Importance of study design for estimation of Vmax and Km characterising nonlinear monoclonal antibody clearance
Niebecker, R. (1, 2), Drescher, A. (1), Kloft, C. (1)
(1) Department of Clinical Pharmacy, Martin-Luther-Universitaet Halle-Wittenberg/Freie Universitaet Berlin, (2) and Graduate Research Training program PharMetrX, Germany
Objectives: For numerous monoclonal antibodies (mAbs), nonlinear pharmacokinetics (PK) has been reported, and Michaelis-Menten elimination pathways are commonly employed in population PK models [1, 2]. However, characterisation of this nonlinearity – in particular Vmax and Km – did not always succeed, thus linear models were often regarded as sufficient. As PK analyses depend on the data situation, the number and range of dose groups in the clinical studies together with other aspects of study design influence the reliability – i.e. accuracy and precision – of parameter estimation. The objectives of this analysis were to explore the importance of several dose groups concerning the estimation of Vmax and Km at the example of a humanised mAb directed at a tissue-bound antigen, and to establish a workflow for more systematic investigations on critical parameters of study design.
Methods: The PK of the mAb has been previously described by a 2-compartment model with parallel linear and Michaelis-Menten elimination from the central disposition compartment. Model development was based on data from three multicentre multiple-dose studies. Dosing ranged from 5 mg/m² body surface area to a fixed dose of 100 mg. For the current investi-gations, the total dataset was split in two: A low dose subset (median dose=11 mg) and a high dose subset (median dose=100 mg) were analysed separately. In order to establish a basis for more systematic investigations, analyses with stochastically simulated data were to be performed. The development of an appropriate workflow was based on that reported in a recent simulation study . All analyses were performed with NONMEMTM VI FOCEI.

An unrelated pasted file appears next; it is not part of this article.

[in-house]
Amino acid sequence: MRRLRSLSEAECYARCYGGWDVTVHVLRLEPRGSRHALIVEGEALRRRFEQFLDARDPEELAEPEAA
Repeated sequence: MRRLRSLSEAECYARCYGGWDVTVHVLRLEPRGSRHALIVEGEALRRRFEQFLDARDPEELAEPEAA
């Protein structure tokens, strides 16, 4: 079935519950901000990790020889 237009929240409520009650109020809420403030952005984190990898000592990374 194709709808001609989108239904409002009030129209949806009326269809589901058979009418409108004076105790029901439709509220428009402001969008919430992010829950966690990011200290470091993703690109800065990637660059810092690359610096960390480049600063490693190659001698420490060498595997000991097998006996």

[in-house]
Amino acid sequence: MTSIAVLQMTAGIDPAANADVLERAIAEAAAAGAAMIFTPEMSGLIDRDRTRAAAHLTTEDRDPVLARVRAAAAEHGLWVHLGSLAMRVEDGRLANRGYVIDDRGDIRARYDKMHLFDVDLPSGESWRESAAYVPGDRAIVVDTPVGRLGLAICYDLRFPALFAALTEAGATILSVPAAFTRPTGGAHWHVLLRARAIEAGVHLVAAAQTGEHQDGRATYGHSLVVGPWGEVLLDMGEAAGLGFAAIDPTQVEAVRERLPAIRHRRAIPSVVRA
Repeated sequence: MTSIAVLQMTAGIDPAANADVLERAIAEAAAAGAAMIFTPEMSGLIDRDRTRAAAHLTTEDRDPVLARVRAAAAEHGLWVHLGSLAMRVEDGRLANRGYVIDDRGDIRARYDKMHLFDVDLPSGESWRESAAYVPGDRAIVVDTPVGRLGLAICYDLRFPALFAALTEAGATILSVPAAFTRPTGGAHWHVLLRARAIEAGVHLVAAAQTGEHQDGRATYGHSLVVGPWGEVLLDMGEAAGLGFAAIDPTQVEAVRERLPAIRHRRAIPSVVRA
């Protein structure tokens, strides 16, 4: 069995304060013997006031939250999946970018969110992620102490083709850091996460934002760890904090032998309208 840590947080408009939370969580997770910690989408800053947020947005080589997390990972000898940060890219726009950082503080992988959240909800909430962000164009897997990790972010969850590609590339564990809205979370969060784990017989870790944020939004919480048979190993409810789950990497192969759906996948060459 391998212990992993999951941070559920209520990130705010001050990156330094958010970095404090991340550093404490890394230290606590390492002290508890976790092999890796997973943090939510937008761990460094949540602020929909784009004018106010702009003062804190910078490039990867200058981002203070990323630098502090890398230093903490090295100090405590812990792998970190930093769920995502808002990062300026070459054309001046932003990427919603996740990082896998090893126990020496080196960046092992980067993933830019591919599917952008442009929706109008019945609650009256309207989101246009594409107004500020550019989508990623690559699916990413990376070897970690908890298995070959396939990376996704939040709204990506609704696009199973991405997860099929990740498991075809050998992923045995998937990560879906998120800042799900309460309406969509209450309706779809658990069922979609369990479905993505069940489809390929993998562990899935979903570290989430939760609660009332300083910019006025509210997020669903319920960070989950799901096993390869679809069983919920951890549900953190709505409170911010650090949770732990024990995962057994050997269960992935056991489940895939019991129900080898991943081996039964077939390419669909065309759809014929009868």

Results: For the total dataset, the estimates for Vmax and Km were 141 µg/h [95% CI: 74.4; 226] and 1.43 µg/mL [95% CI: 0.646; 2.92], respectively. If estimation was based on the two subsets, considerable differences became apparent: The point estimates for Vmax and Km were up to 12-fold and 40-fold higher for the high dose subset, compared to the low dose subset. The workflow for systematic simulation studies from  could successfully be adapted to the local IT environment and is currently exploited.
Conclusions: The investigations confirmed the influence of study design and in particular the administered dosing regimen on parameter estimates. Using the established workflow, further research might contribute to study design enabling better determination of critical model parameters.
 N.L. Dirks, B. Meibohm. Clin Pharmacokinet 49: 633–59 (2010).
 K. Kuester, C. Kloft. In: B. Meibohm (ed): Pharmacokinetics and pharmacodynamics of biotech drugs. Wiley-VCH, Weinheim: 45–91 (2006).
 N.L. Dirks, PhD thesis, The University of Tennessee (2010).